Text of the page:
Maybe Herzog replaced Wagner’s Die Walküre with Bellini’s I puritani in Fitzcarraldo because Apocalypse Now had beaten him to the punch. In any case, it was a wise choice given the film’s theme of one man’s work ethic conquering nature before he loses what he’s gained in favor of art. In the 1980s, producers turned away from grand projects like these in favor of studio-controlled blockbusters, keeping the scale without the vision. Herzog’s films resisted the meddling of producers by the way they were made. In the ’70s and early ’80s, before the digital age, producers couldn’t send notes into the jungle.

Nor could they have controlled Klaus Kinski, Herzog’s on-screen alter ego, a raving maniac on set and in his personal life. Kinski’s existence (he died in 1991) as an actor and as what is now called a “public figure” made Herzog look sane and reliable. Herzog’s documentary about Kinski, My Best Fiend (1999), memorializes their collaboration over five films, during which the two men were often at each other’s throats. Kinski called Herzog “the llama killer” for the unsafe conditions on his remote film sets, but it was Kinski whom the native bit players and extras wanted to kill.

The new book Scenarios collects the treatments (these are short narratives, not screenplays) for Aguirre and Fitzcarraldo along with those for Land of Silence and Darkness (1971)and Every Man for Himself and God Against All (1974), which was originally released in American theaters as The Mystery of Kaspar Hauser and then on home video as The Enigma of Kaspar Hauser. That film reminds us that the nonactor Bruno S. was as much Herzog’s alter ego as Kinski. In Every Man for Himself and God Against All, Bruno S. plays an adult foundling in nineteenth-century Germany, a young man who has been kept in a cell his entire life. When he is released, he is a total blank slate, a man who knows nothing, has had no experiences, and to whom all human activity is strange and alienating. Bruno S., possibly autistic and definitely a victim of childhood trauma, was a street musician Herzog sought out after seeing him in a short documentary. “Why is everything so hard for me?” asks Bruno S. as Kaspar Hauser (“his mind completely engrossed in realms of twilight,” says the director). Kaspar is Herzog in the raw, a character who could easily ask, as Herzog does in Conquest of the Useless, “Has anyone heard rocks sigh?” It is this Herzog we should remember whenever he signs the back of a check from AT&T or American Express to fund another film, just as Kaspar Hauser was forced to learn to sign his name by the “Unknown Man” who held him captive in Every Man for Himself and God Against All.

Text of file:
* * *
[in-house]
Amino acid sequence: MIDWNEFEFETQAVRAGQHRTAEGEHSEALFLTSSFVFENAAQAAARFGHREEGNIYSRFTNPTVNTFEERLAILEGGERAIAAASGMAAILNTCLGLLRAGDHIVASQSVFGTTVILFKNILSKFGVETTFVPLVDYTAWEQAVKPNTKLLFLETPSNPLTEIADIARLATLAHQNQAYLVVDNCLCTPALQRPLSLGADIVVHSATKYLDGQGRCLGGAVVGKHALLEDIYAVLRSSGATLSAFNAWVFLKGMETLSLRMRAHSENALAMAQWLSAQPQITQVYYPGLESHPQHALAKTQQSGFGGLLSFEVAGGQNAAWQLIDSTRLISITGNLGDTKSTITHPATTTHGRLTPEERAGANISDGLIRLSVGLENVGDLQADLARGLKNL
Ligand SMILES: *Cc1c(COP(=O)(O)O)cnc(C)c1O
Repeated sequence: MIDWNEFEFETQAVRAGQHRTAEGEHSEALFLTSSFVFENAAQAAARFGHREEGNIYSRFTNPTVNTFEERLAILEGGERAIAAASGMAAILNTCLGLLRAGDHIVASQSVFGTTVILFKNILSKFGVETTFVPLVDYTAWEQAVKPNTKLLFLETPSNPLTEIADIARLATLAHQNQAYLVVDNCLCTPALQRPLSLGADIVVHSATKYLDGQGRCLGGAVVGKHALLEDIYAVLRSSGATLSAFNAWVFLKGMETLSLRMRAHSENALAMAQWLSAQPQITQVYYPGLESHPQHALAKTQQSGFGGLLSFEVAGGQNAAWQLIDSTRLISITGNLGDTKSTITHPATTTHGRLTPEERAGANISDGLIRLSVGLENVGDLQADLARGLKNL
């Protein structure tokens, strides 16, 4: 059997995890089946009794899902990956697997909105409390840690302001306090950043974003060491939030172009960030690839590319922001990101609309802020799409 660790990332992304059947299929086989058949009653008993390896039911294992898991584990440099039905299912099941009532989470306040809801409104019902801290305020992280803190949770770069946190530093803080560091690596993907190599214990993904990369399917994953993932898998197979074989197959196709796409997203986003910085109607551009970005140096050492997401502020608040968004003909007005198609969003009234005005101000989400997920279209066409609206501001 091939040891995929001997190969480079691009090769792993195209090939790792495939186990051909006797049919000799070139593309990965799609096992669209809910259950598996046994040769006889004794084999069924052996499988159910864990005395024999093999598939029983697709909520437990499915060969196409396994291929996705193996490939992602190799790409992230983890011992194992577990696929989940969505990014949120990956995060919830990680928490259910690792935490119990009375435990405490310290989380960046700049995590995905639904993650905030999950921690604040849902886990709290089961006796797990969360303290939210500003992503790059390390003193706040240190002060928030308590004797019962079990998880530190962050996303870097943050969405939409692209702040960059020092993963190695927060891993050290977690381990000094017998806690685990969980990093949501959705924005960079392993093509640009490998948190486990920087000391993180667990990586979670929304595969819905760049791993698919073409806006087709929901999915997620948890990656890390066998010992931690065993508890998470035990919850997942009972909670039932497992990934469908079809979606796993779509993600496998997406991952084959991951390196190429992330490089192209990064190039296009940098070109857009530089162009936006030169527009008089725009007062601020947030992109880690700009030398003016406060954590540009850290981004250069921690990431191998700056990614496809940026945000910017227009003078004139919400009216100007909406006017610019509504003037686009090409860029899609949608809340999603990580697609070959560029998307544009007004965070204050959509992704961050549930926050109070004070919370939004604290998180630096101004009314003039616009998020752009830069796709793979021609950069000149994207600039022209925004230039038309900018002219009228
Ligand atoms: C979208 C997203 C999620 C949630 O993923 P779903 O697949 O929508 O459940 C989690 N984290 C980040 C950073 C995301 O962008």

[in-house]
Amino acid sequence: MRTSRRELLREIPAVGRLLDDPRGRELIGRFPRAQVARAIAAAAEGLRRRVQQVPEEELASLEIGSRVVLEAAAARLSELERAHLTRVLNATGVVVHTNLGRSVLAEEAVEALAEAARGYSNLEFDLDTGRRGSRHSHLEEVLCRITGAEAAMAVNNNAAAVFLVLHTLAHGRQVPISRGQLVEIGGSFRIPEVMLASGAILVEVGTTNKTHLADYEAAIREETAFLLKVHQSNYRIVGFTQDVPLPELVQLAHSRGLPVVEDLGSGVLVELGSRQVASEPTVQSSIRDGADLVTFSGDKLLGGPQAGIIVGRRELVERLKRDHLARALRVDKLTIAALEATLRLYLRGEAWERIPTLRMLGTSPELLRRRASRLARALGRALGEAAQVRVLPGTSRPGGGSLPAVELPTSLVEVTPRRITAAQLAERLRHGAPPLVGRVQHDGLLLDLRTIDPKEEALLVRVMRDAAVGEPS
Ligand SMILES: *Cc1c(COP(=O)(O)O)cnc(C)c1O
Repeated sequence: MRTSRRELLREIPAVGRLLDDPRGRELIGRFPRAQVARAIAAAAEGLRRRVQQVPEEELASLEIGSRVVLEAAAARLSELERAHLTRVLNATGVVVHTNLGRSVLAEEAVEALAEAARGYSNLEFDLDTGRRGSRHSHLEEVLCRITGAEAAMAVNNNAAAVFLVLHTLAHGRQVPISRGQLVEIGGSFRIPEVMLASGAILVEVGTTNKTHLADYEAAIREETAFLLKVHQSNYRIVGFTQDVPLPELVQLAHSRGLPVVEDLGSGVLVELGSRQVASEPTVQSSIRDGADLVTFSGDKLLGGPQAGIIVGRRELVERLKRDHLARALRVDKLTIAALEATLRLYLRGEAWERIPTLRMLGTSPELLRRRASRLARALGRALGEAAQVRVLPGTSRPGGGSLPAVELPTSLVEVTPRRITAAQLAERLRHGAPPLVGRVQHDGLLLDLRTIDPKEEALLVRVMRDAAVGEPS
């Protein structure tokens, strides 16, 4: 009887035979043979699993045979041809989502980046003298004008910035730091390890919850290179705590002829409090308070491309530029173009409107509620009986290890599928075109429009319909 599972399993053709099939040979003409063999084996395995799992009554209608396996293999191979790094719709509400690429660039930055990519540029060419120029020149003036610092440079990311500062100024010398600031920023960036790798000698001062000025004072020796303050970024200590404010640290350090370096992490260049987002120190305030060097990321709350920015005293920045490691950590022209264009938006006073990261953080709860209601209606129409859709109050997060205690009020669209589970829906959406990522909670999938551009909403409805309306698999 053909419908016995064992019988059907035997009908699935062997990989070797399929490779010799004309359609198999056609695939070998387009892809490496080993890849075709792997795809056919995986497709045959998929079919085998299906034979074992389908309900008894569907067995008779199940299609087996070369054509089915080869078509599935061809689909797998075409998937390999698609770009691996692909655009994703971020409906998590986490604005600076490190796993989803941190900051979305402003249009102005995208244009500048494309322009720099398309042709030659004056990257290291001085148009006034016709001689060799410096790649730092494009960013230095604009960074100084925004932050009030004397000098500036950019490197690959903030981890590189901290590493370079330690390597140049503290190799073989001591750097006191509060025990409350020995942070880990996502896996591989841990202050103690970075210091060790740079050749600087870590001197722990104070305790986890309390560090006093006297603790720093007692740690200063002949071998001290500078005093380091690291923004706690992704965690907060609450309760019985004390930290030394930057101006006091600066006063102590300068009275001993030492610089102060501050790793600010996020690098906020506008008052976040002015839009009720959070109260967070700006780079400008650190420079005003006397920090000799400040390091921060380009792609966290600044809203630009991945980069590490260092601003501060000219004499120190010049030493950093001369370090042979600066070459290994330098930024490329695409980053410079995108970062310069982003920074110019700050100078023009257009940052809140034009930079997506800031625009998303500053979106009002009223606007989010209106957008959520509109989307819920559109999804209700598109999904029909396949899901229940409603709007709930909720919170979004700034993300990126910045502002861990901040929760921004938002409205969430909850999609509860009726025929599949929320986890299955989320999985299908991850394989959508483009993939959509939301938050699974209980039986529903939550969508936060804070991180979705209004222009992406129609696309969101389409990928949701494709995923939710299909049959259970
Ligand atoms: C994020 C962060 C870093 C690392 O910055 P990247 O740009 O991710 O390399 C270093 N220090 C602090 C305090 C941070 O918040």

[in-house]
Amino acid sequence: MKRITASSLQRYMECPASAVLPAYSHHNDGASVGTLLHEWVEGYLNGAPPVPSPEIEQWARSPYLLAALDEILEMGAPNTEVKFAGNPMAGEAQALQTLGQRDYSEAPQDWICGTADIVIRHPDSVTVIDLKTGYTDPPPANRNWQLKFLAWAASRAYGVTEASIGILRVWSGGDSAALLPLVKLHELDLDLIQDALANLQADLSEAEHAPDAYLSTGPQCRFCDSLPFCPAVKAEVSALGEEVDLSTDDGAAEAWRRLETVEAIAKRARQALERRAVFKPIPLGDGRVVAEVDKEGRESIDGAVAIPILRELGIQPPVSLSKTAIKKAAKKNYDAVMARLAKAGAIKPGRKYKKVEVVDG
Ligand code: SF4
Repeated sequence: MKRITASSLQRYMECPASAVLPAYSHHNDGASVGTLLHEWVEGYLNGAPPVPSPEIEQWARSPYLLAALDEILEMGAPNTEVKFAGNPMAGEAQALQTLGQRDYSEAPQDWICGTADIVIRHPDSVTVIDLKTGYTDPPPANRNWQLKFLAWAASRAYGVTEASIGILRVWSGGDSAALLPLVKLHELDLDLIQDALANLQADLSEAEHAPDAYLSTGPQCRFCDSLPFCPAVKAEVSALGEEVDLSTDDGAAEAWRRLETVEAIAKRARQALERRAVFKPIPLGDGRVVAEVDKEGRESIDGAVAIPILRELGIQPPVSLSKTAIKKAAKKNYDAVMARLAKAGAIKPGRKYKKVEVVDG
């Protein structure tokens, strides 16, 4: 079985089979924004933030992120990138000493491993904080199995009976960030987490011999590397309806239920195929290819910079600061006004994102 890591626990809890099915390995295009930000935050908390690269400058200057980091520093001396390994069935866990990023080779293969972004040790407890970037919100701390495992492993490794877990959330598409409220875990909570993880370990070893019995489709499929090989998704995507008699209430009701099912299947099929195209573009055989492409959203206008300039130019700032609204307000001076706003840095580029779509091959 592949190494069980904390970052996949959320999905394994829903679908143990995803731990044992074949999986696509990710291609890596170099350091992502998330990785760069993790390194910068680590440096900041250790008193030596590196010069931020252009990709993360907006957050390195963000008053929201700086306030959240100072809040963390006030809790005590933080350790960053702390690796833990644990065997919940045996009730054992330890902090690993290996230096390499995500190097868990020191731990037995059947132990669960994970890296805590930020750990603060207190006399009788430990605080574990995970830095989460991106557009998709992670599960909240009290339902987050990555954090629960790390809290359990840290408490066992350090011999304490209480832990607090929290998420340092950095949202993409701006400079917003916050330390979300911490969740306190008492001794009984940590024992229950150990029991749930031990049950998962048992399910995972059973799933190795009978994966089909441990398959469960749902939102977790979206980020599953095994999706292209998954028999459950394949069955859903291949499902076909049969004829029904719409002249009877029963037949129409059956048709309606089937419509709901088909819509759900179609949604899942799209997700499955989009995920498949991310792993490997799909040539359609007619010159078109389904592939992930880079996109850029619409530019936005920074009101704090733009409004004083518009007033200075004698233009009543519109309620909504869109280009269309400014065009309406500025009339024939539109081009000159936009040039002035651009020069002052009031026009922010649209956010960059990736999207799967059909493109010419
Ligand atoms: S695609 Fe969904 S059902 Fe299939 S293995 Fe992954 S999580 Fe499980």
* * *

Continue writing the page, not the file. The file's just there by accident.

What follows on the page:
Click to enlarge

Werner Herzog, Fitzcarraldo, 1982.

When Herzog takes a stroll down Main Street, USA, he ends up making something like Stroszek (1977), also with Bruno S., the film Ian Curtis watched before he hanged himself. In Stroszek, which Herzog shot in Wisconsin and North Carolina, he reduced life to the repetitive circular movements of automata—chickens on display in arcades dance and play miniature pianos, a truck without a driver goes around in circles until it catches on fire. With its insistent look at lower-class degradation within the American landscape, Stroszek seems to recapitulate and combine, and then pulverize, the recurrent obsessions of Herzog’s New German Cinema rivals, Rainer Werner Fassbinder and Wim Wenders. In Stroszek, Herzog reduced his themes and the themes of his contemporaries to a zero of triviality, pitting his obsessions against American banality.